Wood recycling company R Plevin & Sons Limited (PLEVINS) has been fined £200,000 at Sheffield Crown Court in a successful prosecution by the Environment Agency following a series of environmental incidents during 2014.
The company was prosecuted after a major fire at its Barnsley wood recycling centre in 2014 led to the pollution of a local river, the temporary closure of a sewage treatment works and smoke affecting homes 20 miles away in Sheffield.
Prosecuting for the Environment Agency, James Puzey told the court that PLEVINS has operated at the Wavin Complex at Hazlehead, Crow Edge near Barnsley since April 2013.
The company shreds up to 150,000 tonnes of waste wood each year to remove contaminants, for the purposes of creating a biomass fuel, which it is contracted to supply to EON’s biomass energy plant at Blackburn Meadows, Sheffield.
In PLEVINS case, its environmental permit required the company to have detailed working plans to manage the risk of environmental harm. This included obligations to comply with mandatory guidance on the maximum size of stockpiles of waste wood, which in sufficient quantities can self-combust if not properly managed.
After a fire in April 2014, concerns were expressed to the company by the Environment Agency about its management of the incident and its fire prevention and incident response plans. The Environment Agency subsequently demanded that changes and improvements be made to bring the site into compliance with the conditions of its environmental permit.
This included the requirement to produce a detailed incident management plan and limit the size of stock piles of waste wood, which were found to be in excess of the maximum limits allowed.
Failure to comply with the legal requirements of an environmental permit is a serious offence that can damage the environment, undermine those who adhere to the rules and cause misery for local communities and we welcome the sentence handed down today
Despite this, in June 2014 a second large fire occurred lasting 13 days. It was caused by self-combustion of the waste wood stockpiles. South Yorkshire Fire and Rescue Service described it as its largest resource commitment for over 11 years, using an average of 45 personnel at any one time, at a cost of over £500,000.
The large amount of water used to tackle the blaze drained into two off-site lagoons managed by the company. The Environment Agency instructed PLEVINS to take action to prevent this fire water run off entering Sledbrook Dyke and the River Don.
Despite this, appropriate action was not taken and two months after the fire, water contaminated with toxic pollutants, was allowed to escape into the gardens of nearby residents and the dyke. This led to pollution of the watercourse and caused the nearby Yorkshire Water sewage treatment works to be put out of action due to the pollution of incoming water from the combined sewer.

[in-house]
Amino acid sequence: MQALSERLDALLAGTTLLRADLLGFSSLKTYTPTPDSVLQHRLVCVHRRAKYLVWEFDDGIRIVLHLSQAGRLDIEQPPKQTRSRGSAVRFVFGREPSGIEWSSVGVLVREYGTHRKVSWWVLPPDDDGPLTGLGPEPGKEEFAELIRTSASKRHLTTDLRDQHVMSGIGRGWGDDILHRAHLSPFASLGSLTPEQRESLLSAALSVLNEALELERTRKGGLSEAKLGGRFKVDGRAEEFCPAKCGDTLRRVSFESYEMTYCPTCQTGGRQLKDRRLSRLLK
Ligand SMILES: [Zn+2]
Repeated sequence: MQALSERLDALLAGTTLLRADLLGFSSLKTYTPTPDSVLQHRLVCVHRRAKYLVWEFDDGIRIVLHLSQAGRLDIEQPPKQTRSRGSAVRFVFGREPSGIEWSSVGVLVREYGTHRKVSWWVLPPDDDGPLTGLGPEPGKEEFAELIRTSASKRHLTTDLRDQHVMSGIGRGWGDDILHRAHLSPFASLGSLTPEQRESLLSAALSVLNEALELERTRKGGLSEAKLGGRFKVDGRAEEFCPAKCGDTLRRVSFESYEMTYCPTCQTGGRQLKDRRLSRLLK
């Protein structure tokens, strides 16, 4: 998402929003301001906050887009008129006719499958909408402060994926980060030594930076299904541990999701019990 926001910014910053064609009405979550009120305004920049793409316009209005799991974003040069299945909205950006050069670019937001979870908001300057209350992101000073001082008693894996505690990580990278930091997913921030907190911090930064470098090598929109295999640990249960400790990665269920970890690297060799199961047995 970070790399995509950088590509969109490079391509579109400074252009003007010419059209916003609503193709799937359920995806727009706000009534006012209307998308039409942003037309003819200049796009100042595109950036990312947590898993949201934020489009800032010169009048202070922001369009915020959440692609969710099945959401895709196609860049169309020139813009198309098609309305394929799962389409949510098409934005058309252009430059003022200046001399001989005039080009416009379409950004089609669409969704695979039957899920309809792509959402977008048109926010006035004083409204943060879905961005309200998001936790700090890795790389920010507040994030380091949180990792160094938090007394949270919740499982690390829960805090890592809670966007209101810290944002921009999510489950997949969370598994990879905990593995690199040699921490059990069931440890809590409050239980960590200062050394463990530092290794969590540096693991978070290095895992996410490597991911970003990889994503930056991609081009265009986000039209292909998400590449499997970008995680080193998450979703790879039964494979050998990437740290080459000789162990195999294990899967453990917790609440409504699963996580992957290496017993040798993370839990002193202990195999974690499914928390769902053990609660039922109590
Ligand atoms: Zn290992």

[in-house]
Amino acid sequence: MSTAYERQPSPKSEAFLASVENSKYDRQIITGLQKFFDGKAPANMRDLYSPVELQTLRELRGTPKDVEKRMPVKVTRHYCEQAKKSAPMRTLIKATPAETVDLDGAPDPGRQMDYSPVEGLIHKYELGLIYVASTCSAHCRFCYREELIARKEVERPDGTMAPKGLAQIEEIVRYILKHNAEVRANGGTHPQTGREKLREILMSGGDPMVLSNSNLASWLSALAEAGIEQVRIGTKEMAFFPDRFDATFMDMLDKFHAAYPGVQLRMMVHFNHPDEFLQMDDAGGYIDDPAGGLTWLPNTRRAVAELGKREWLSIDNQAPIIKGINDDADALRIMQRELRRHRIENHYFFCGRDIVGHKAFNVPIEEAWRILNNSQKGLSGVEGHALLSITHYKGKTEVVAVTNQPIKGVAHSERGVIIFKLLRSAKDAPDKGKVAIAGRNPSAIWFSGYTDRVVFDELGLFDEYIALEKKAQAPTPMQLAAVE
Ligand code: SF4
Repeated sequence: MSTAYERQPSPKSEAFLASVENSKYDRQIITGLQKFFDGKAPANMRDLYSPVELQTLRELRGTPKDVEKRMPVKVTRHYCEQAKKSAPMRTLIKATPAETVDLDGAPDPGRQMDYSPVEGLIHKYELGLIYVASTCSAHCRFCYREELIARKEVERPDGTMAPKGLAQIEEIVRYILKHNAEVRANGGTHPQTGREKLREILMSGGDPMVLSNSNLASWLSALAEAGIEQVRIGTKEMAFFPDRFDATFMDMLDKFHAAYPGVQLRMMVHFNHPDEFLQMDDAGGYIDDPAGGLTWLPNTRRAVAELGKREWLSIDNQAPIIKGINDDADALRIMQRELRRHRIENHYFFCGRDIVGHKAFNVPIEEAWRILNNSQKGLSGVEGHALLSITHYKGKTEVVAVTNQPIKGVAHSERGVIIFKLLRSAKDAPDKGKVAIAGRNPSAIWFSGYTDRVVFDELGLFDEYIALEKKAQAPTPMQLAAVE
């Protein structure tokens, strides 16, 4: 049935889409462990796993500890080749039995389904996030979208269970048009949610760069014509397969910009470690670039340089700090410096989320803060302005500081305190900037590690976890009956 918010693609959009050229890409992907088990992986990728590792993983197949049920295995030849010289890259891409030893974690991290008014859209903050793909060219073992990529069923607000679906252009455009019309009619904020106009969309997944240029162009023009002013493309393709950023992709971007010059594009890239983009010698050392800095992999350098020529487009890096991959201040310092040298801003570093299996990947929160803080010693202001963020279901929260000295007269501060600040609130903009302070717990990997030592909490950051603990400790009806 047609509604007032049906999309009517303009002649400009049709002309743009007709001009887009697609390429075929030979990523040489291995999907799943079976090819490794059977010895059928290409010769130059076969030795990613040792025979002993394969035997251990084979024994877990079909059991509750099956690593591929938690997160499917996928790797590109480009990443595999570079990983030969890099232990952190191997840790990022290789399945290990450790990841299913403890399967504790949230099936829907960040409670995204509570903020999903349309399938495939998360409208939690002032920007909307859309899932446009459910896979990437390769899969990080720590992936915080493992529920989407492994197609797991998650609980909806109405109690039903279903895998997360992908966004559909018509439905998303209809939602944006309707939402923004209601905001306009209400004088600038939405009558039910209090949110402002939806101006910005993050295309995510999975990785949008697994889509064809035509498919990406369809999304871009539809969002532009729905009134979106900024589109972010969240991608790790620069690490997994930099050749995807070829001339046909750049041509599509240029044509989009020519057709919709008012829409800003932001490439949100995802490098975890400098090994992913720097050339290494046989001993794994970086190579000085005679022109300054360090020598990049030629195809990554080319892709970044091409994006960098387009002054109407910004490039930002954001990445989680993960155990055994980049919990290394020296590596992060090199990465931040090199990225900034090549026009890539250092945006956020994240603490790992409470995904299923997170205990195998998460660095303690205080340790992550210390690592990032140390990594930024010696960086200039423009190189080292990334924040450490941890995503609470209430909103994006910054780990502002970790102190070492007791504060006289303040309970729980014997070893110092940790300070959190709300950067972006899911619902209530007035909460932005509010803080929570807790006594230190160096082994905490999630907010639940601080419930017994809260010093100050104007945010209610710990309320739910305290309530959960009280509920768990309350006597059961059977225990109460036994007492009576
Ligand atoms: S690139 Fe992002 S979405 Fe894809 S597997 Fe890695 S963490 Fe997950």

Representing the company, Andrew Thomas QC said that the company’s culpability for the incidents shouldn’t be determined by using hindsight, and he heavily criticised the Environment Agency for the delay in bringing the prosecution.
But in passing sentence, Judge Robert Moore said that the risks of self-combustion in stacks of waste wood were well known, and that the company had been guilty of a deliberate failure to put in place systems which would have avoided commission of the offences. He also ordered the company to pay £30,000 prosecution costs in addition to the fine.
A spokesperson for the Environment Agency said: “PLEVINS systems for addressing the known risk of a self-heating combustion on site were wholly inadequate. It received an unmistakeable warning with the fire that occurred in April 2014.
“The Defendant did not act on that warning before the second fire sufficiently or at all. Its response to the second fire was to look to the Fire Service and the Environment Agency for direction, initiative and resources. After the second fire it failed to address the polluted waters sitting in its lagoons and it failed to reduce its stack sizes as required.
“Failure to comply with the legal requirements of an environmental permit is a serious offence that can damage the environment, undermine those who adhere to the rules and cause misery for local communities and we welcome the sentence handed down today. It demonstrates that blatant disregard for environmental regulations will not be tolerated.”
On 31 July 2019, the company pleaded guilty to two Environmental Permitting regulation offences: operating in breach of their permit, and causing a polluting discharge to occur which was not in accordance with a permit.